Have you ever attended a meeting where other people droned on about their work status updates that had absolutely nothing to do with you or 90% of the other people in the meeting? That’s a major waste of time for everyone. Worse yet, it disengages your people and lowers your management credibility.
I first posted this topic on Linked In and you can join the Linked In conversation here.
To make those weekly team meetings much more productive and engaging for everyone, I have a simple three step process. At each meeting, everyone shares at least one success, one challenge, and one priority.
When you do this process, the energy rises immediately. People actually start listening to their peers.
Figure 86.1: Three steps to an engaging meeting.
Since management is notorious for focusing on what isn’t working, discussing successes gives people an opportunity to share their wins. This raises awareness for what is working well. The wins might be minor like completing a task more quickly or getting caught up on their workflow. Or, they might be major, like attracting a new customer or employee, or developing or improving a process that allows others to complete tasks more quickly.
Successes are the momentum for future risk taking, learning, and more successes.
We are all reluctant to ask for help.
When people are sharing their challenges or frustrations, it gives other people an opportunity to discuss how they overcame similar challenges in the past. Sharing experiences is much more effective than straight out giving advice, especially unsolicited advice. This also enables people to offer help to each other. Now, you’re creating a team that works together and wins (or loses) together.
Sharing challenges elevates inefficient systems and processes for team discussions every week. If you have a team of five people meeting weekly, you’re potentially solving or improving 250 challenges every year.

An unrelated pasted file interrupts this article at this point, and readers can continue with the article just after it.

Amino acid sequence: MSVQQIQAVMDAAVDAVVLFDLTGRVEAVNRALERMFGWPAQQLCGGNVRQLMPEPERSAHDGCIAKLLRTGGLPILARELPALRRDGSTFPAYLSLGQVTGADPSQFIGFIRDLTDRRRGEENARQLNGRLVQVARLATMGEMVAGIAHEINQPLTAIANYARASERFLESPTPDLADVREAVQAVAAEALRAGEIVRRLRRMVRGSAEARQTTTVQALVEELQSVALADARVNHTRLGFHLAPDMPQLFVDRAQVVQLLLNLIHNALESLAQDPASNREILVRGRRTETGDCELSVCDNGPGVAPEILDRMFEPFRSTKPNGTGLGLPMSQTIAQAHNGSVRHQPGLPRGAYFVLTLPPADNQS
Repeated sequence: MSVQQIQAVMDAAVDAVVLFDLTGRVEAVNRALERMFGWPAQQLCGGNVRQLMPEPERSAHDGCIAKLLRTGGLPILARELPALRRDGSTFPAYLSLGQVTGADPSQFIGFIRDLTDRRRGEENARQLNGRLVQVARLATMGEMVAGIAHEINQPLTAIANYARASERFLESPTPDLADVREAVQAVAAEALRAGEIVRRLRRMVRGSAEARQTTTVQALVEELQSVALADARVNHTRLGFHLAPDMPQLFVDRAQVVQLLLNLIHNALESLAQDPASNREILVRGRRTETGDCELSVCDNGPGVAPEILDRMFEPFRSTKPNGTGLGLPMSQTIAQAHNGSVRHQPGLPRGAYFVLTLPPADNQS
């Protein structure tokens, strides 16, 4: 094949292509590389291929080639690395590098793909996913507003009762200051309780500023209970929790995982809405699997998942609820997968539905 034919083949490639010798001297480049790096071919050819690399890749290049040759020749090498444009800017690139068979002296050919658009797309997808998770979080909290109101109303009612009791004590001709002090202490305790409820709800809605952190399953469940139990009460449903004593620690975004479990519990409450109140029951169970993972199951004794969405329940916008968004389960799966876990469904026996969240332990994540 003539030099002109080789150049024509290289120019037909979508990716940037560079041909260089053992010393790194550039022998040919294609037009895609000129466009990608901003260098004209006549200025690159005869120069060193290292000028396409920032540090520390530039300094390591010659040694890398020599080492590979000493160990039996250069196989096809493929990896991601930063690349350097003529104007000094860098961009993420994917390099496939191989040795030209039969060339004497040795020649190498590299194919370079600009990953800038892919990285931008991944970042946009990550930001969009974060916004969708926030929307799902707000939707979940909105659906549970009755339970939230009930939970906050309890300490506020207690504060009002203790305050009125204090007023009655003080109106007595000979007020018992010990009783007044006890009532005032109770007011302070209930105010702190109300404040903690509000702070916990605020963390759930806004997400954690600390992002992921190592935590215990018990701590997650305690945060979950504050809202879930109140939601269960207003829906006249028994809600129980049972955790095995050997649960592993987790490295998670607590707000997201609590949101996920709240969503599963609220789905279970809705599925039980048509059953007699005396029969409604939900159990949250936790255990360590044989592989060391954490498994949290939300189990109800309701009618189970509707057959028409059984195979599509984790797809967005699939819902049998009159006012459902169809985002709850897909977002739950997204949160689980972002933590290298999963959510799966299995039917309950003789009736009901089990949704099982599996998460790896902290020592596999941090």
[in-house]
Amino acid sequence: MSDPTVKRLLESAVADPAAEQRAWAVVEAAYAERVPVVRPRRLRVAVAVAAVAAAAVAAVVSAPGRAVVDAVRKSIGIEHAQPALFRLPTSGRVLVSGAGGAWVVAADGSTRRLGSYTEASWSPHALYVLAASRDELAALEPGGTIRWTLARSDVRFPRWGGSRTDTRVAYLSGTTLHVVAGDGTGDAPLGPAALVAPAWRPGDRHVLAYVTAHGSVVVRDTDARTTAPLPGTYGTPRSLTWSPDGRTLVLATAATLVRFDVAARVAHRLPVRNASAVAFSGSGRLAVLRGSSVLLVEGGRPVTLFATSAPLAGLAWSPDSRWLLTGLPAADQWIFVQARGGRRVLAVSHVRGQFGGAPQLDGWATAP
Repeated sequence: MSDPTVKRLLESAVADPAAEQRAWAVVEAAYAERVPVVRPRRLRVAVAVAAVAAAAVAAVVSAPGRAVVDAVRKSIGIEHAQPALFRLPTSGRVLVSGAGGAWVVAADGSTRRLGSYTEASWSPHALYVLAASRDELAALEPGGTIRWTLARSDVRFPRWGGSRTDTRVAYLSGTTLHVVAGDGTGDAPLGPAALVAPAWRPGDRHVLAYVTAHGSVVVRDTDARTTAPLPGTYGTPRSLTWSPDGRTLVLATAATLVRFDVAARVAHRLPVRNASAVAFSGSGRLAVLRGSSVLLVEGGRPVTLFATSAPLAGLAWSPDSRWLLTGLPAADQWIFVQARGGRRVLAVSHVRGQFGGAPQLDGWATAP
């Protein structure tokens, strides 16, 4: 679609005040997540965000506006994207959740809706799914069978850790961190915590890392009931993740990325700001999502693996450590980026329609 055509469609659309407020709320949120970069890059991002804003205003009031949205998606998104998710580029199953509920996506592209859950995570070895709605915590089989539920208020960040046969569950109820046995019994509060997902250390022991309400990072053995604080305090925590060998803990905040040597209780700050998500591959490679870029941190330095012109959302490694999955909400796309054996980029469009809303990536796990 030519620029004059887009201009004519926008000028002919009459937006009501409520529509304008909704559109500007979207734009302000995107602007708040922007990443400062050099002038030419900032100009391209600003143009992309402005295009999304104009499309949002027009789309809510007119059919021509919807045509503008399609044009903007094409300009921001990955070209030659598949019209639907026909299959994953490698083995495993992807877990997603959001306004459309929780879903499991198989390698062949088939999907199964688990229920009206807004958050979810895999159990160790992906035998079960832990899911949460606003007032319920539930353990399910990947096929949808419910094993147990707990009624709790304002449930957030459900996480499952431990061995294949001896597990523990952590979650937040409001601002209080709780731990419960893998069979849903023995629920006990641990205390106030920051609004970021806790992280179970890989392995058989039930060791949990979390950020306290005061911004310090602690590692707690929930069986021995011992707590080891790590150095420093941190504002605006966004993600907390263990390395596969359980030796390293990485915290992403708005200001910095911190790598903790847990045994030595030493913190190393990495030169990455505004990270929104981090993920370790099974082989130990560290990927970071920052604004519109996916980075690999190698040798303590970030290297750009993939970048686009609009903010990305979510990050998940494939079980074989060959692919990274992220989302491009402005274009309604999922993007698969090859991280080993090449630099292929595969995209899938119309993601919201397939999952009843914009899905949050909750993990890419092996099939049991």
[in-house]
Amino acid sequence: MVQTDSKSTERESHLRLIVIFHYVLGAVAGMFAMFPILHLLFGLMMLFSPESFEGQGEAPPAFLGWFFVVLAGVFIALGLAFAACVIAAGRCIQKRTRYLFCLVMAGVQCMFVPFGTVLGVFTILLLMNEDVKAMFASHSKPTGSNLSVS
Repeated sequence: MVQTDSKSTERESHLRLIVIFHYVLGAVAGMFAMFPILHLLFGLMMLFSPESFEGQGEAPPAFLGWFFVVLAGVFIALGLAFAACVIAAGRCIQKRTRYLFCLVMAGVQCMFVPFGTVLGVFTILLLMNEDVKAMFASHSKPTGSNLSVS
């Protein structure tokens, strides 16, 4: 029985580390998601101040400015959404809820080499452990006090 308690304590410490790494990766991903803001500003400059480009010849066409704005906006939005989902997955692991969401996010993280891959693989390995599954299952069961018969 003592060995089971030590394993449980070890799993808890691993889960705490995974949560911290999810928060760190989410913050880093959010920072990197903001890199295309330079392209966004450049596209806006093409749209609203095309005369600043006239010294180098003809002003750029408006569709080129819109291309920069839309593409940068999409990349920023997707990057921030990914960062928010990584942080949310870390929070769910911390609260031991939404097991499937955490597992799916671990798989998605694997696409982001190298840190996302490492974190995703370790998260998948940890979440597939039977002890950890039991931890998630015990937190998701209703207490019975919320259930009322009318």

This is a weekly meeting so we want to hear what the priorities are for the next week. If someone has ten priorities, they really don’t have any priorities. This process helps management to align their people to the strategic priorities and make sure everyone is working on their most important task.
You can introduce themes for people to focus on each week, such as improving customer service or asking for emails so you can shift from in-store selling to online selling. Discussing priorities helps people to look further ahead for upcoming milestones or deadlines, like a year-end or a customer presentation.
Clear priorities help everyone to focus. They help you to help your team to succeed each week. Now that’s time well spent.
Think about the momentum you’ll gain. For every person on your team, they’re sharing 50 successes, discussing 50 challenges, and focusing on 50 priorities every year. That’s a lot of progress and energy created in a weekly team meeting.
Are your weekly team meetings this productive and energizing? If not, give me a call. Let’s talk.
Full speed ahead!
Thanks for reading.